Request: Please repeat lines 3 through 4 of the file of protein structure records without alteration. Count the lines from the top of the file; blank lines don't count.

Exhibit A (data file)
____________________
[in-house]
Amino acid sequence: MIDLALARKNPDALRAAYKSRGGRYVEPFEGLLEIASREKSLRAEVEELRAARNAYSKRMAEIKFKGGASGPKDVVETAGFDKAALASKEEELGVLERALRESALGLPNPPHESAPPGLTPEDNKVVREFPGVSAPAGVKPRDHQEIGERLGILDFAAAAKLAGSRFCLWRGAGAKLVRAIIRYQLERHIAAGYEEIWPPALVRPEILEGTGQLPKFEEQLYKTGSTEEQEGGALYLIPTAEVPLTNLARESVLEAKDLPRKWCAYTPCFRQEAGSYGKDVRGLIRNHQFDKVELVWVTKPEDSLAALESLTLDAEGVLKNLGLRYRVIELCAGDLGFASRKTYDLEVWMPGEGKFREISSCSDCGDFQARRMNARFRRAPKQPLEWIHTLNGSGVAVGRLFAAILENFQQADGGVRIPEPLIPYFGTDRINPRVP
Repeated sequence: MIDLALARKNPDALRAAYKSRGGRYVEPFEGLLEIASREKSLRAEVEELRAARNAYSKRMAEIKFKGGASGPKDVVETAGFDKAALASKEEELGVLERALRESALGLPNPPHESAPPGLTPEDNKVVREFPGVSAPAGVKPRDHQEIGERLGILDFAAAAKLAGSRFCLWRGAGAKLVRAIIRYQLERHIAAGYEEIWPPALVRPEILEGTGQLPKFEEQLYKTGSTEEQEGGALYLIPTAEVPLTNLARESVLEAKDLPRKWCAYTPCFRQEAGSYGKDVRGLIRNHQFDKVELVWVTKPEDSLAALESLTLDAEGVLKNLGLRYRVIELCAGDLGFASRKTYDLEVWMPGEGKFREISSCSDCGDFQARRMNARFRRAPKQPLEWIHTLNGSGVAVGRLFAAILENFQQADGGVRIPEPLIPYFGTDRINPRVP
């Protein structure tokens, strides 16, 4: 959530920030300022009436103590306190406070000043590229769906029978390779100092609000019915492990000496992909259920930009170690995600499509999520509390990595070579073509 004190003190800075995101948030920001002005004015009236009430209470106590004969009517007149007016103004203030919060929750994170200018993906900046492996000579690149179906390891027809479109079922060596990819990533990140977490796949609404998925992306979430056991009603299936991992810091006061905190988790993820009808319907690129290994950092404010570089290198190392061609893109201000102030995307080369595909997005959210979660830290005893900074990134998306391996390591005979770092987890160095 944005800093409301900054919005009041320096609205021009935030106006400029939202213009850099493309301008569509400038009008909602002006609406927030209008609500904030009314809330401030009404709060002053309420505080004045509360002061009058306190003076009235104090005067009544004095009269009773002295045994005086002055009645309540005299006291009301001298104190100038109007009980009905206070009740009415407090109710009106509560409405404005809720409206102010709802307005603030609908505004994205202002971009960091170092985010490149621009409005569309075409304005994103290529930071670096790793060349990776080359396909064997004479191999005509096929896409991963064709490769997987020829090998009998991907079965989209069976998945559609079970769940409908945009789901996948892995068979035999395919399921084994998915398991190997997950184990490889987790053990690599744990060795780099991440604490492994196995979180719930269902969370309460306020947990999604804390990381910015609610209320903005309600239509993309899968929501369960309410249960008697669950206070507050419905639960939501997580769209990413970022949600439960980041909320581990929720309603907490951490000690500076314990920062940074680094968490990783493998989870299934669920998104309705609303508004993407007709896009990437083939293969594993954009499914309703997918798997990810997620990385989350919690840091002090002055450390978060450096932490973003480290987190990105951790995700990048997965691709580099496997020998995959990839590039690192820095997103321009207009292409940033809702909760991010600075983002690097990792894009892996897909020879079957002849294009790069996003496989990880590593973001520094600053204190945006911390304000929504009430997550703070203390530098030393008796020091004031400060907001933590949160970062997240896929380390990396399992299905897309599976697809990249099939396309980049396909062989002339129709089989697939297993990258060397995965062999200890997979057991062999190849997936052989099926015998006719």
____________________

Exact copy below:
Repeated sequence: MIDLALARKNPDALRAAYKSRGGRYVEPFEGLLEIASREKSLRAEVEELRAARNAYSKRMAEIKFKGGASGPKDVVETAGFDKAALASKEEELGVLERALRESALGLPNPPHESAPPGLTPEDNKVVREFPGVSAPAGVKPRDHQEIGERLGILDFAAAAKLAGSRFCLWRGAGAKLVRAIIRYQLERHIAAGYEEIWPPALVRPEILEGTGQLPKFEEQLYKTGSTEEQEGGALYLIPTAEVPLTNLARESVLEAKDLPRKWCAYTPCFRQEAGSYGKDVRGLIRNHQFDKVELVWVTKPEDSLAALESLTLDAEGVLKNLGLRYRVIELCAGDLGFASRKTYDLEVWMPGEGKFREISSCSDCGDFQARRMNARFRRAPKQPLEWIHTLNGSGVAVGRLFAAILENFQQADGGVRIPEPLIPYFGTDRINPRVP
């Protein structure tokens, strides 16, 4: 959530920030300022009436103590306190406070000043590229769906029978390779100092609000019915492990000496992909259920930009170690995600499509999520509390990595070579073509 004190003190800075995101948030920001002005004015009236009430209470106590004969009517007149007016103004203030919060929750994170200018993906900046492996000579690149179906390891027809479109079922060596990819990533990140977490796949609404998925992306979430056991009603299936991992810091006061905190988790993820009808319907690129290994950092404010570089290198190392061609893109201000102030995307080369595909997005959210979660830290005893900074990134998306391996390591005979770092987890160095 944005800093409301900054919005009041320096609205021009935030106006400029939202213009850099493309301008569509400038009008909602002006609406927030209008609500904030009314809330401030009404709060002053309420505080004045509360002061009058306190003076009235104090005067009544004095009269009773002295045994005086002055009645309540005299006291009301001298104190100038109007009980009905206070009740009415407090109710009106509560409405404005809720409206102010709802307005603030609908505004994205202002971009960091170092985010490149621009409005569309075409304005994103290529930071670096790793060349990776080359396909064997004479191999005509096929896409991963064709490769997987020829090998009998991907079965989209069976998945559609079970769940409908945009789901996948892995068979035999395919399921084994998915398991190997997950184990490889987790053990690599744990060795780099991440604490492994196995979180719930269902969370309460306020947990999604804390990381910015609610209320903005309600239509993309899968929501369960309410249960008697669950206070507050419905639960939501997580769209990413970022949600439960980041909320581990929720309603907490951490000690500076314990920062940074680094968490990783493998989870299934669920998104309705609303508004993407007709896009990437083939293969594993954009499914309703997918798997990810997620990385989350919690840091002090002055450390978060450096932490973003480290987190990105951790995700990048997965691709580099496997020998995959990839590039690192820095997103321009207009292409940033809702909760991010600075983002690097990792894009892996897909020879079957002849294009790069996003496989990880590593973001520094600053204190945006911390304000929504009430997550703070203390530098030393008796020091004031400060907001933590949160970062997240896929380390990396399992299905897309599976697809990249099939396309980049396909062989002339129709089989697939297993990258060397995965062999200890997979057991062999190849997936052989099926015998006719």